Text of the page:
Bile acids labeled with 3H on the sterol nucleus lose a substantial fraction of label during enterohepatic cycling and conversion to secondary bile acids. We tested the isotopic stability of a side-chain 3H label, [22,23-3H]cholic acid in humans. The 3H-labeled compound was administered simultaneously with [24-14C]cholic acid to four healthy volunteers. Duodenal bile was collected daily for 5 days after isotope administration to determine the ratio of 3H/14C in bile acids. Urine was collected to determine loss of radioactivity by this route. Cholic acid and deoxycholic acid were isolated from biliary bile acids by thin-layer chromatography after deconjugation with cholylglycine hydrolase. The ratio of 3H/14C in cholic acid and deoxycholic acid remained constant and identical to that of the administered mixture in all subjects, indicating stability of the 3H label during enterohepatic cycling. Cumulative loss of 3H in urine averaged only 1.2% of administered dose and was identical to loss of 14C (average 1.3%) indicating little if any transfer of 3H from bile acid to body water. Deconjugation of biliary bile acids by alkaline hydrolysis resulted in 15- 20% loss of 3H label, consistent with known base-catalyzed exchange of α- carbon protons on carboxylic acids. We conclude that [22,23-3H]cholic acid is a biologically stable, and therefore reliable, isotopic tracer of cholic acid in humans during enterohepatic cycling including conversion to deoxycholic acid, provided deconjugation is performed enzymatically. Because the 22,23-3H label can be inserted into most C24 bile acids, it appears the best way to tag 3H-labeled bile acids for metabolic studies.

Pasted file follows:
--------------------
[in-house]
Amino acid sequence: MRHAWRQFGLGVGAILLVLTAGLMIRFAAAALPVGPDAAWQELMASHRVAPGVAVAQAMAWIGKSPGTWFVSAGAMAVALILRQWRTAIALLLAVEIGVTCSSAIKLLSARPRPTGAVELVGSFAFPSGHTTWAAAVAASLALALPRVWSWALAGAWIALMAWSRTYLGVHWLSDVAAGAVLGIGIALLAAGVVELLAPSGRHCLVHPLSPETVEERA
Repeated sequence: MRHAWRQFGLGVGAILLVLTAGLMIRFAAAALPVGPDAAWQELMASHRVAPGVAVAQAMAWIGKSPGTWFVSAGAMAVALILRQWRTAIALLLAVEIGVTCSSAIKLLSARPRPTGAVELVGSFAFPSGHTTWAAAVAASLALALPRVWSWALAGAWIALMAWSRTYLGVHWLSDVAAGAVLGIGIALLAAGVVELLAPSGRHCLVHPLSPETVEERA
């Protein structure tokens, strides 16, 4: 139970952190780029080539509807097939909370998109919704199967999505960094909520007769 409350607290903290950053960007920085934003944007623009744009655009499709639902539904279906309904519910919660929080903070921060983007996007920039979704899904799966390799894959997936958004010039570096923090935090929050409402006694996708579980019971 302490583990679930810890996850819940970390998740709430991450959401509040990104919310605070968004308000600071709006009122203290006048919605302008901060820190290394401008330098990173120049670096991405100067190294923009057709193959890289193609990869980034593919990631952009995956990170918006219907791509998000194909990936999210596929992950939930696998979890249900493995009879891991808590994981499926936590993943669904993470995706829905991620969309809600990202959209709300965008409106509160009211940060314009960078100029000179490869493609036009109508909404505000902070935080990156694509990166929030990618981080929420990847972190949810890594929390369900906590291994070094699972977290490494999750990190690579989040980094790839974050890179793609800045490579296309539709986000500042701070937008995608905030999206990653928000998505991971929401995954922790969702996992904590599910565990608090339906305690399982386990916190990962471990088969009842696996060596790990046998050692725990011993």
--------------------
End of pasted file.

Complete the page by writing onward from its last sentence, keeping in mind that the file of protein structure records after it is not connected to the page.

|Original language||English (US)|
|Number of pages||6|
|Journal||Journal of Lipid Research|
|State||Published - Feb 1 1996|
- bile acids and salts
- enterohepatic circulation
- radioactive bile acids